This study aimed to determine the contribution of maize grain to dietary Se intake in rural Malawi and establish whether maize grain Se concentration is dependent on soil Se concentration and/or other soil factors (e.g. pH, organic matter content). Malawi was chosen because: (1) a large proportion of the population engages in subsistence farming and their diets are dominated by maize; (2) dietary Se intakes and Se status are likely to be low among rural populations10,11,12,13; (3) there is a high national prevalence of immunological disorders (e.g. HIV/AIDS) and other morbidity symptoms which are associated with low micronutrient status1,17,18; (4) the national government operates a national Farm Input Subsidy Programme19 which provides the opportunity to consider agronomic biofortification via incorporation of trace quantities of Se in compound fertilisers. Such a strategy to alleviate suboptimal dietary Se intakes was adopted at a national scale in Finland in 1984 and is feasible in other contexts20,21,22.
National food consumption patterns and published Se concentration data for food were used to estimate baseline Se intakes for two Districts in rural Malawi. Mean dietary Se intakes of 39.8 and 24.4 µg Se person−1 d−1 were estimated for Mangochi and Zomba Districts, respectively, with Se intake from all non-maize sources being 22.4 and 15.5 µg Se person−1 d−1, respectively (Table 1). Thus, maize was the single major foodstuff contributing to dietary Se intake. As food consumption data are based on national per capita supplies which will overestimate food intake due to food wastage during storage, preparation and cooking15, Se intakes are likely to be lower than these estimated values.
The use of a single national food consumption metric masks substantial within-country variation in Se intake due to differing food consumption patterns. For example, fish consumption is likely to be higher in Mangochi, near Lake Malawi, than in Zomba District. A median Se intake of 45 µg person−1 d−1 (interquartile range = 30) for Mangochi District was reported by Eick et al.14, based largely on the same food composition data, using dietary recall surveys and questionnaires. Adult Se intake was not reported for Zomba District10, but Se intake by children aged 4–6 ranged from 15–20 µg person d−1. The link between fish consumption and dietary Se intake has previously been associated with income levels in Burundi9. The higher dietary Se intake estimate at Mangochi compared to Zomba in the present analysis reflects differences in the Se concentration of edible crop portions reported by Donovan et al.13 and Eick16. For example, the Se concentration of whole-grain maize flour was 49 µg Se kg−1 in Mangochi compared to 25 µg Se kg−1 in Zomba. If food consumption patterns were identical in both Districts, maize would account for 46% and 36% of dietary Se intake in Mangochi and Zomba, respectively. In addition, the Se concentration of mango, banana, pigeon pea, and kidney bean was ∼2–6-fold higher in Mangochi than in Zomba. Assuming there were no systematic differences in sample collection, preparation or analysis between Donovan et al.13 and Eick16, these consistent differences in crop Se concentration between Districts probably result from soil factors rather than cultivar differences20,21,22,23. However, the combined Se intake from fruit, vegetables, other cereals and starchy staples was still less than that from maize in both Mangochi and Zomba. Selenium intake from animal sources other than fish is likely to be low, based on the limited contribution of these food sources to the typical Malawian diet. However, as there are gaps in Se concentration data for these categories in local food composition tables, this conclusion requires further validation.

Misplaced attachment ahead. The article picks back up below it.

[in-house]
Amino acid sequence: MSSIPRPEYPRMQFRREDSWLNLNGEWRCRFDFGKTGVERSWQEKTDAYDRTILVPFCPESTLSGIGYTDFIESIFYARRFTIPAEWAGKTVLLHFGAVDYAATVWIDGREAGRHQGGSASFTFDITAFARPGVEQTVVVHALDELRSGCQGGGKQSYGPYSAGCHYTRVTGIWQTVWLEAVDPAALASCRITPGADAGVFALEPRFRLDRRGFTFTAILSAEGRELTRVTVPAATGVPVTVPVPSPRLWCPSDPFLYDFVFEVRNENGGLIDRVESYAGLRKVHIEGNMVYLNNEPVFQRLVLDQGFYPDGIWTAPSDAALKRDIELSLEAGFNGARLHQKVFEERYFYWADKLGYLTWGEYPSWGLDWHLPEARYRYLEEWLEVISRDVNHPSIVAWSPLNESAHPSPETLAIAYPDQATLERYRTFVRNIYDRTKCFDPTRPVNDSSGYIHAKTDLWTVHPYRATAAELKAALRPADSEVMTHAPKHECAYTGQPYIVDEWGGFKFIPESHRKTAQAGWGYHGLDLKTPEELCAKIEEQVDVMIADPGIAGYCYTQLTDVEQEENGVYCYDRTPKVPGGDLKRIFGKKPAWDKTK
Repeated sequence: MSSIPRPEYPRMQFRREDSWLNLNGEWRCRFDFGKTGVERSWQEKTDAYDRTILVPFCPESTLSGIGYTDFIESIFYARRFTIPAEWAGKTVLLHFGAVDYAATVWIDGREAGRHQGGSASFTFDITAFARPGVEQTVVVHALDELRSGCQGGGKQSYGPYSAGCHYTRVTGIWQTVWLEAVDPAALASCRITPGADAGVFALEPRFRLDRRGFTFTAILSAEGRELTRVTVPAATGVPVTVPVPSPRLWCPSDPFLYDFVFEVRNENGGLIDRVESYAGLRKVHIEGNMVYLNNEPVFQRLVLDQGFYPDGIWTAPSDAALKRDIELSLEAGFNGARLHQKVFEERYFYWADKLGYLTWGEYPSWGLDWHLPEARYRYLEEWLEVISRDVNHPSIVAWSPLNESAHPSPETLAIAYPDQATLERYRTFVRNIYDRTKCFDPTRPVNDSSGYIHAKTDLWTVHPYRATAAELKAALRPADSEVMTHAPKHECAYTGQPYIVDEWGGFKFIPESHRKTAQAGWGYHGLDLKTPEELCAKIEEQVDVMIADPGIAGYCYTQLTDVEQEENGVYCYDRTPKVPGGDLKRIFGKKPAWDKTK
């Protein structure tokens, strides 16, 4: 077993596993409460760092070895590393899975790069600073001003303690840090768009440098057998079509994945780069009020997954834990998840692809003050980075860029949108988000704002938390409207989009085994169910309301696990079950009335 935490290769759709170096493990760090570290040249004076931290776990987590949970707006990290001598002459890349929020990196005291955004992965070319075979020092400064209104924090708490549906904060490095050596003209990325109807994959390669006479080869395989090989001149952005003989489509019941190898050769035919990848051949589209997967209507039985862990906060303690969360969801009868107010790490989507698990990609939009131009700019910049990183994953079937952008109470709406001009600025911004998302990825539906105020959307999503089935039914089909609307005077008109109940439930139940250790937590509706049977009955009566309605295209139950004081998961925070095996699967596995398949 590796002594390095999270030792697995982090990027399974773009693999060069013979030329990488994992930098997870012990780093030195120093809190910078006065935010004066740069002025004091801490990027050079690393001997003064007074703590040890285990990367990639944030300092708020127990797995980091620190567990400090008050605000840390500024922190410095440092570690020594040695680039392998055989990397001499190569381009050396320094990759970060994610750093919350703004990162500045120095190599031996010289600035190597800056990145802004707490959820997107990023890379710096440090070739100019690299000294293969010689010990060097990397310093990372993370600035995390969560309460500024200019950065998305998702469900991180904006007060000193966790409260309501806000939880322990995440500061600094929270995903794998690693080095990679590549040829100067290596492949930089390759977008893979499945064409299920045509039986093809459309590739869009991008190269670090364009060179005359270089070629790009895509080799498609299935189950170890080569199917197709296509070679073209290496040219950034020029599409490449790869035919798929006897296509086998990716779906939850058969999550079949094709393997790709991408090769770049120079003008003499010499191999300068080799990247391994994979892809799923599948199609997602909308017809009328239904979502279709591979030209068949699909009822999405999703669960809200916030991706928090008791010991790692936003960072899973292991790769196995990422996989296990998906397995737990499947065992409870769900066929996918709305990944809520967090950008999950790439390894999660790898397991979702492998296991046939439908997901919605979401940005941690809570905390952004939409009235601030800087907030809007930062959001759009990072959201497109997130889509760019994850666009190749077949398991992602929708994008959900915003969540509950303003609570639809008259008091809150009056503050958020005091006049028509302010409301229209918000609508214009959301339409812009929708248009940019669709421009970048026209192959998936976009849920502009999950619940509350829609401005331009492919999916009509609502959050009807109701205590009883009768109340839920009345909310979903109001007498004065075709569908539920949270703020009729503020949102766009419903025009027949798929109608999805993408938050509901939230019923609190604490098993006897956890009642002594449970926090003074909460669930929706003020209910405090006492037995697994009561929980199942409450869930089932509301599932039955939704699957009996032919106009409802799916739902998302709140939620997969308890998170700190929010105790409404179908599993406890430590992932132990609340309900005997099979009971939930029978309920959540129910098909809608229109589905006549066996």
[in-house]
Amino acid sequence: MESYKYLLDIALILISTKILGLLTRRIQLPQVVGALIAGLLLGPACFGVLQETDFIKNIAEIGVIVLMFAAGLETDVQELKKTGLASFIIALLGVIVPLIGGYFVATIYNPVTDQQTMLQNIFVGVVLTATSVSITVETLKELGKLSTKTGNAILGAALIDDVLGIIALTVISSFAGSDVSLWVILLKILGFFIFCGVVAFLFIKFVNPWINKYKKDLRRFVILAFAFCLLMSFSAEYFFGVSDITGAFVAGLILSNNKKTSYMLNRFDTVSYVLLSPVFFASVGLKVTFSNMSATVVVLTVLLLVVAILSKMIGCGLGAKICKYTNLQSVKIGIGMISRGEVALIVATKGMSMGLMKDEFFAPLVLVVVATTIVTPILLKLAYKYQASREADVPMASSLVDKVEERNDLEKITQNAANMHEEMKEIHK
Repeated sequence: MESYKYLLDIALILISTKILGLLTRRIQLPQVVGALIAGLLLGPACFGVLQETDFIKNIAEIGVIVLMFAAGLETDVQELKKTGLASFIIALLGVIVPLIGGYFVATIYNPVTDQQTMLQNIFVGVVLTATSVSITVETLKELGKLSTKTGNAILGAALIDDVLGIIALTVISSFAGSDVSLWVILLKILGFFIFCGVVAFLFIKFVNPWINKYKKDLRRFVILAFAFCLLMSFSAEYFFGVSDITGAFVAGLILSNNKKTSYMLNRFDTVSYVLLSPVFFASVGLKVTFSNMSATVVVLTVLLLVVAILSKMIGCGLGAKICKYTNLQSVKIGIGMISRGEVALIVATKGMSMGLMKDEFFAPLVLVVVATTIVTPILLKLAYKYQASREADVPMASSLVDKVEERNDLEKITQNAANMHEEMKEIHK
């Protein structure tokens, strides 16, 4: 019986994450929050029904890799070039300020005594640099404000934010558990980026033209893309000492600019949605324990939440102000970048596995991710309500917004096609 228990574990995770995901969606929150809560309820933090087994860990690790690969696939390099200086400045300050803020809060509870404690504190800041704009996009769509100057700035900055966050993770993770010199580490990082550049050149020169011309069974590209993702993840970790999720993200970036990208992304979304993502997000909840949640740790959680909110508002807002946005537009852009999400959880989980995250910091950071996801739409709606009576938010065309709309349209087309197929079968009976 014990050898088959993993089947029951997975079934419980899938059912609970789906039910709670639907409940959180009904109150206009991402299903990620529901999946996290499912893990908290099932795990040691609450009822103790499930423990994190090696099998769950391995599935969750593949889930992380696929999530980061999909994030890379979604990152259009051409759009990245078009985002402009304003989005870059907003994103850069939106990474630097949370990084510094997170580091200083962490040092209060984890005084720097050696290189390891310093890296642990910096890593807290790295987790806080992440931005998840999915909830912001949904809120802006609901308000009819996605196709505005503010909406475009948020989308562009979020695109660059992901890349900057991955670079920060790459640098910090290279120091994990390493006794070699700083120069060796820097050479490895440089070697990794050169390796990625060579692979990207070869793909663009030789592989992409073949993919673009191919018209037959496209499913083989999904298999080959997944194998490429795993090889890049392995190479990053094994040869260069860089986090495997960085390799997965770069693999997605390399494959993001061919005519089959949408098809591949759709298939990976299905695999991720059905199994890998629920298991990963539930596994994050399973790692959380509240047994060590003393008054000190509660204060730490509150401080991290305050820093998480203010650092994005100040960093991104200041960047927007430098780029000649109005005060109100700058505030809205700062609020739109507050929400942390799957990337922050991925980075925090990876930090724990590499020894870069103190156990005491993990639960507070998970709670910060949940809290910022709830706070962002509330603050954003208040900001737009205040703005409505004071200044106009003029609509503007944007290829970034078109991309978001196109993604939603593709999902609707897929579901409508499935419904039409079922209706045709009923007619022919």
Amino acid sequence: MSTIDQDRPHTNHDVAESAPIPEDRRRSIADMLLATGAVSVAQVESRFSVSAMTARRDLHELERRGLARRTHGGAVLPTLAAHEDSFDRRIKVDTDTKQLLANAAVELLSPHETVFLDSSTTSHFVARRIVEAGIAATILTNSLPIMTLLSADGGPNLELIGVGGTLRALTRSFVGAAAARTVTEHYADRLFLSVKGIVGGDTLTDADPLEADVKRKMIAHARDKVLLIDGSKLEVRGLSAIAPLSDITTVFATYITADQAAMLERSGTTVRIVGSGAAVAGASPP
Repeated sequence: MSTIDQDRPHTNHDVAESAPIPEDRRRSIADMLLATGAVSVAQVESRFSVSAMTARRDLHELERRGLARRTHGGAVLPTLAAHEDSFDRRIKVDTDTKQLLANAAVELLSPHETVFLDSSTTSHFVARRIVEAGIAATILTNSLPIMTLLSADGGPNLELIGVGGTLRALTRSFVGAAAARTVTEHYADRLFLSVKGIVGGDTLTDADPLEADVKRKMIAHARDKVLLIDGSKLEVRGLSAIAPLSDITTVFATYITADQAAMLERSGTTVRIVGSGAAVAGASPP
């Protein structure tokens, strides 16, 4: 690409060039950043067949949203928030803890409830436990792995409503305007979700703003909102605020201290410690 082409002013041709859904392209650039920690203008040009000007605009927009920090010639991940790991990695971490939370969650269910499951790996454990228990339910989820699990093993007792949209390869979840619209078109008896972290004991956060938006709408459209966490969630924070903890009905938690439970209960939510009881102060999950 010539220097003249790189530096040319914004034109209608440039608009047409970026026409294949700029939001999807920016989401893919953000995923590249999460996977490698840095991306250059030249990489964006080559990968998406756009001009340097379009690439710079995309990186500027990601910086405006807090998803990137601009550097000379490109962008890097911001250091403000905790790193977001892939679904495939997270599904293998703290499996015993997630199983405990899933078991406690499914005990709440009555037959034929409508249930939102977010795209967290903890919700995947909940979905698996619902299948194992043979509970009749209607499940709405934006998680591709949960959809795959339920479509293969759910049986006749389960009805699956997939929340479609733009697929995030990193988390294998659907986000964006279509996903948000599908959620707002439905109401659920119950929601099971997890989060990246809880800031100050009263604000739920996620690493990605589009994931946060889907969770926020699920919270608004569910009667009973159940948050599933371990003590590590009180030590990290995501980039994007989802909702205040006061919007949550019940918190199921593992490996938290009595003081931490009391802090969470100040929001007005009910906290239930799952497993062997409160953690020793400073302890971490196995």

To determine the wider contribution of maize grain to dietary Se intakes in Malawi, samples of soil and grain were collected nationwide (Fig. 1). In 2009, Se concentration in maize grain from 73 sites ranged from 0.0045 to 0.533 mg Se kg−1 with a median value of 0.016 mg Se kg−1; over 70% of the samples had a lower Se concentrations than reported by Donovan et al.13. However, there was a disjunct distribution of grain Se concentrations as 69 samples contained <0.08 mg Se kg−1 whereas one sample from Lisungwi EPA contained 0.146 mg Se kg−1 and another from Mikalango EPA contained 0.533 mg Se kg−1. The sample from Mikalango was from a crop growing on a Eutric Vertisol24 with a pH of 7.9. Therefore, in 2010, a further 15 samples were collected from other Shire Valley Eutric Vertisol sites in the Mangoti, Dolo and Mikalango EPAs with soil pH values ranging from 6.97–8.02. In 2010, grain Se ranged from 0.173–0.413 mg Se kg−1 for 13 of the sites, although two sites in Mangoti had lower concentrations of 0.0054 mg Se kg−1. Mean grain Se concentrations expressed on an EPA basis are presented, in ascending order, in Figure 2a. Based on a mean per capita consumption of 0.354 kg d−1 and an overall median grain Se concentration of 0.019 mg Se kg−1 from all 88 sites, the estimated median Se intake from maize is 6.7 µg Se person−1 d−1 (range 1.6 to 189).
Soil factors affect maize grain Se concentration
Mean and median total soil Se concentrations were 0.1941 and 0.1623 mg Se kg−1, respectively and there was ∼12-fold variation in values between 0.0521 and 0.6195 mg Se kg−1. Mean and median KH2PO4-extractable soil Se concentrations were 0.0056 and 0.0046 mg Se kg−1, respectively and there was again a ∼12-fold variation in values between 0.0013 and 0.0158 mg Se kg−1. There was no obvious link between grain and soil Se concentrations when data were expressed on a mean EPA basis (Fig. 2). Across all sites, there was evidence of a correlation between grain Se concentration and soil pH, especially at pH >6.5 (Fig. 3). There were weaker positive correlations between total soil Se, KH2PO4-extractable Se and soil organic matter. There was also a weak positive correlation between grain Se concentration and KH2PO4-extractable, but not total, soil Se concentration.